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Notes for children, parents and educators


guide to pronunciation

mokoAll the animals in Whose Feet are These? have both Maori and English names, although in some cases, such as tuatara, the Maori name is the only common name. Often, of course, there is more than one Maori name as well as more than one English name, so I had to choose what appeared to be the most common. Some of the names might be less familiar to some readers. A guide to pronunciation of Maori can be found on the Maori Language Commission website:


more about animals and their feet

falconMost online education resources feature the feet and footprints of animals not found in New Zealand. Here are several New Zealand websites that provide information in a clear and informative format:

All the animals in Whose Feet are These? are native to New Zealand.

You can find out more about them on the following websites:

Parents and educatorperipatuss may find Science Learn a useful resource as it provides both information and educational activities, look for topics and concepts such as ‘animal behaviour’ and ’adaptation’.

Many New Zealand animals are also included in the explore & discover series of books for children by author Gillian Candler.


suggestions for activities

Here are some fun and educational activities to follow up reading the book. Links to examples of these and other activities can be found on Pinterest


Using the book(s)

  • After reading the book with children, they can explore the pictures in the book to work out how many feet each animal has.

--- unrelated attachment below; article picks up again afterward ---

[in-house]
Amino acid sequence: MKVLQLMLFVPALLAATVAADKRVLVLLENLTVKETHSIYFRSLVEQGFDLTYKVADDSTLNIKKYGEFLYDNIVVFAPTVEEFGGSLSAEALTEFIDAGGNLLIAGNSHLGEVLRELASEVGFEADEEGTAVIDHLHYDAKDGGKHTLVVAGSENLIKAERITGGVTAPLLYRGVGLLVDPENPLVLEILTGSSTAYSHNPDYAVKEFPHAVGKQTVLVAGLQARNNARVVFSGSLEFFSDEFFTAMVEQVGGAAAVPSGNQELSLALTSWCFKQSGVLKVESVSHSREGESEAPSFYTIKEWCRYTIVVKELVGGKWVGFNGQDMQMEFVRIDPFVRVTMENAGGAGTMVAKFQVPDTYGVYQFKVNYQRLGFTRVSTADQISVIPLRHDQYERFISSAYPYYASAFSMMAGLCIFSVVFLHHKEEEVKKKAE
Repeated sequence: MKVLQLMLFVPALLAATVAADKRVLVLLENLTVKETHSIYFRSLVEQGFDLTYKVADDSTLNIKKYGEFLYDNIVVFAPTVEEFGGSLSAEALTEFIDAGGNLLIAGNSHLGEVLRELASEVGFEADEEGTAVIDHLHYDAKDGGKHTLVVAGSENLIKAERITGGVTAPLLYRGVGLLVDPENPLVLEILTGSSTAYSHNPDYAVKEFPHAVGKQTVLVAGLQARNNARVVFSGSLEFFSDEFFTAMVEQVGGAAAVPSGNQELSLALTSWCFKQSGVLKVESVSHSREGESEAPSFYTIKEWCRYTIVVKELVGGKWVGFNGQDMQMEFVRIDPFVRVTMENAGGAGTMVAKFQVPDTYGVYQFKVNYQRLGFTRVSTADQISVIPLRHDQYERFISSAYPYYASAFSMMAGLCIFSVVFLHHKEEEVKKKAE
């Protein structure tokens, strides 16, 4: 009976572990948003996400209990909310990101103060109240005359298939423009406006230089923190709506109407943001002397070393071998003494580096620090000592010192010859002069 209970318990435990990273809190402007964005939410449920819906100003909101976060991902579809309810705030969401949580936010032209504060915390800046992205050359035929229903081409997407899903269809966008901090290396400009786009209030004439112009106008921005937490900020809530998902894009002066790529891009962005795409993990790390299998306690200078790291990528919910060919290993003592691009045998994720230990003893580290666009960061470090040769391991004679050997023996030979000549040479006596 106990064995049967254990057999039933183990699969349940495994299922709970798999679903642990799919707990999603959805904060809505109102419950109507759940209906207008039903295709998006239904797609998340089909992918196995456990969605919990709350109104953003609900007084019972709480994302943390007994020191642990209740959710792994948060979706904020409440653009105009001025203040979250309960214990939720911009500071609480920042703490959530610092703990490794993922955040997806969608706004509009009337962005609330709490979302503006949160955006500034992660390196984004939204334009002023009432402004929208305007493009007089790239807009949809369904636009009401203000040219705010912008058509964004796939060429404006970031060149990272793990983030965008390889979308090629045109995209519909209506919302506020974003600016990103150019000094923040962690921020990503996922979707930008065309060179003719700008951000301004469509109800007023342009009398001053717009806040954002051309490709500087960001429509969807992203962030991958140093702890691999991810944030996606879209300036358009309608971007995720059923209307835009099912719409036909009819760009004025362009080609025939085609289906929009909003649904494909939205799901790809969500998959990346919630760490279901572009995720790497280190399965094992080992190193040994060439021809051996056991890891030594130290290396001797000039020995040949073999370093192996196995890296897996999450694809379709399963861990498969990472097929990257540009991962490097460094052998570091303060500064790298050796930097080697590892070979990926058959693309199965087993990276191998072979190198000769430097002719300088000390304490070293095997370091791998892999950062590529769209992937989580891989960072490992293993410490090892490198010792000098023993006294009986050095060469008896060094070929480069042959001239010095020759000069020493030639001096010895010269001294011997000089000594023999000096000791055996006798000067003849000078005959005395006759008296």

• Only one animal in the book is a mammal – compare mammal feet, your own, a pet or farm animal to the other feet in the book.
  • Use Whose Beak is This? alongside Whose Feet are These? to look closer at other animal functions e.g. which animals in Whose Feet are These? have beaks, how would you describe them? What do you think they eat? Or look at the feet of the animals in Whose Beak is This? – what kind of feet have they got? How do they use them?


Science activitiesweta


Craft activities

  • Make feet as a craft activity e.g. making cardboard ‘feet’ that look like different animals to slip over their own feet and make footprints.
  • Make plaster casts of footprints children find in nature, or their own and those of pets.

Use a 3D printer to make an animal foot or leg (see examples on Pinterest links where an animal has had a leg made this way to replace a lost one!)

Gillian-Candler-author-pggillian candler – author

I love exploring and discovering nature here in New Zealand. The more I observe nature, the more interesting things I see, such as the amazing way geckos can hold on to smooth surfaces or even walk upside down. It’s also fun trying to guess which animals make the footprints that I see when I’m walking along the beach or on a muddy tramping track. So when kids and their parents told us how much they love Whose Beak is This?, it wasn’t hard to come up with this sequel. Animals’ feet are so varied – different colours, shapes and even functions.

You can read more about my experiences on my blog


Fraser-Williamsonfraser williamson – illustrator

Fraser is an internationally recognised artist/illustrator whose work ranges from large illustrative paintings to quirky children’s books that try to amuse and entertain. Fraser wishes to portray characters and environments that allow for imagination and diversity. His work has featured in magazines, books and ad campaigns, both nationally and internationally, and he regularly exhibits his paintings at the Flagstaff Gallery in Devonport, many of which now adorn walls in Auckland, Melbourne, Finland, Malta and London. Fraser lives in Auckland with his wife Loisi and their son Antonio. They like to spend their time between Tonga, New Zealand and Spain.

If you want to see some of his other pictures you can visit his site:

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